Key Governance Developments - February 2020

Credit Suisse CEO forced out over surveillance of executives

Credit Suisse CEO Tidjane Thiam has resigned after losing a boardroom battle over surveillance of senior executives that was first revealed in September and will be replaced this week by the head of the bank’s Swiss business, Thomas Gottstein. Thiam had been under mounting pressure in the wake of reports about the bank's surveillance of executives, including departing wealth head Iqbal Khan, as well as spying on Greenpeace after activists from the environmental organisation disrupted the group's shareholders’ meeting. David Herro, chief investment officer of Harris Associates, a major investor in Credit Suisse which had publicly backed Thiam, has led calls for the resignation of chairman Urs Rohner to give the bank a fresh start.

Best source: Financial Times (subscription required)

See also: The Telegraph (subscription required)

See also: Le Temps (subscription required, in French)

See also: The Guardian


Siemens CEO clashes with investors and protestors over coal contract

Siemens CEO Joe Kaeser says he has sympathy with environmental activists protesting about the group's involvement in an Australian coal-mining project, but is not prepared to cancel the €18m contract to supply rail signalling equipment to Indian company Adani Group. Protestors attended the company’s annual general meeting, at which institutional investors also raised concerns. BlackRock’s Investment Stewardship team says Siemens faces risks with the project, and needs to do more to assess environmental, social responsibility and governance issues arising from its activities in the future. Under the contract signed last year, Siemens will provide signals technology for a railway line to transport coal from a remote mine in Queensland.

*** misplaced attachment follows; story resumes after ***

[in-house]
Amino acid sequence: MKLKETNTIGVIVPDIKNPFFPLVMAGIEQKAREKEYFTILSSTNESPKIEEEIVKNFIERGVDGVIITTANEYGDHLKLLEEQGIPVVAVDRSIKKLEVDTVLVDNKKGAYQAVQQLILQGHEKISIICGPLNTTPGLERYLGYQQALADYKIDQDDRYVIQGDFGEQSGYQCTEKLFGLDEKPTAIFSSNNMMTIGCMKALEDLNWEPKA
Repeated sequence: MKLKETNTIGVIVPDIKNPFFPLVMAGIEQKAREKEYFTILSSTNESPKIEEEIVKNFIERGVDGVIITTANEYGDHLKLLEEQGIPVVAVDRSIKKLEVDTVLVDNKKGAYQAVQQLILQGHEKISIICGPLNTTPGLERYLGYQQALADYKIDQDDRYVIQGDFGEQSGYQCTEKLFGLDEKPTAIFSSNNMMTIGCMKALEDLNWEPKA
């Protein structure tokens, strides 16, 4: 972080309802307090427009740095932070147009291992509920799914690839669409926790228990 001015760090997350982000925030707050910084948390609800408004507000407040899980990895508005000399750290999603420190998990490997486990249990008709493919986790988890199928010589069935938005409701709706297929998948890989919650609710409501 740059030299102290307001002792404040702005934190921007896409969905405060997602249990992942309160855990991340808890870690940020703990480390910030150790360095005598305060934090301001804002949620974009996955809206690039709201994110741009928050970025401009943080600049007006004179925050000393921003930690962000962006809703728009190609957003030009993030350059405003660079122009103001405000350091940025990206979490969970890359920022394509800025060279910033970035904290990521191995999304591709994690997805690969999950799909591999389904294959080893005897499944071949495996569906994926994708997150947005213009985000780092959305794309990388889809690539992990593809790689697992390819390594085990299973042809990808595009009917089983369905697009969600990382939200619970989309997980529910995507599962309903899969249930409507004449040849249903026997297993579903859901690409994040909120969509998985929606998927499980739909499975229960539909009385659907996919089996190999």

Best source: Citywire Selector

See also: Reuters 

UK fund manager takes aim at combination of CEO and chairman roles

Director of investment stewardship Sacha Sadan says Legal & General Investment Management will vote against proposals by listed companies worldwide to combine the chief executive and chairman roles, an issue that the asset manager says is most pressing in the US, France and Spain. LGIM will also vote against board membership resolutions at Topix 100 listed companies in Japan that do not have at least one woman board member, and against US S&P 500 and Canadian listed companies with less than 25% women on their boards. Sadan says the firm is not taking a position on the individuals involved but believes separating the roles is in the best long-term interests of companies and investors.

Best source: City A.M.

See also: Reuters 


ECB urges banks to improve internal governance

European banks need to improve the effectiveness of their management bodies and strengthen internal controls, the European Central Bank says in a report on its annual Supervisory Review and Evaluation Process. Banks' scores for internal governance, business models and conduct risk have declined significantly, according to the report, and the ECB says it is concerned about weak management boards and inadequate outsourcing controls.

Best source: Loyens & Loeff 


Former BBVA chairman knew about corporate espionage case: anti-corruption agency

Spain's Fiscalía Anticorrupción agency has accused BBVA’s former president, Francisco González, of being directly involved in the alleged corporate espionage case in which the bank hired former police agent José Manuel Villarejo to spy on executives at construction company Sacyr in 2004. Despite his denial, the agency says González would have known of the contract with Villarejo’s company.

Best source: El País (in Spanish)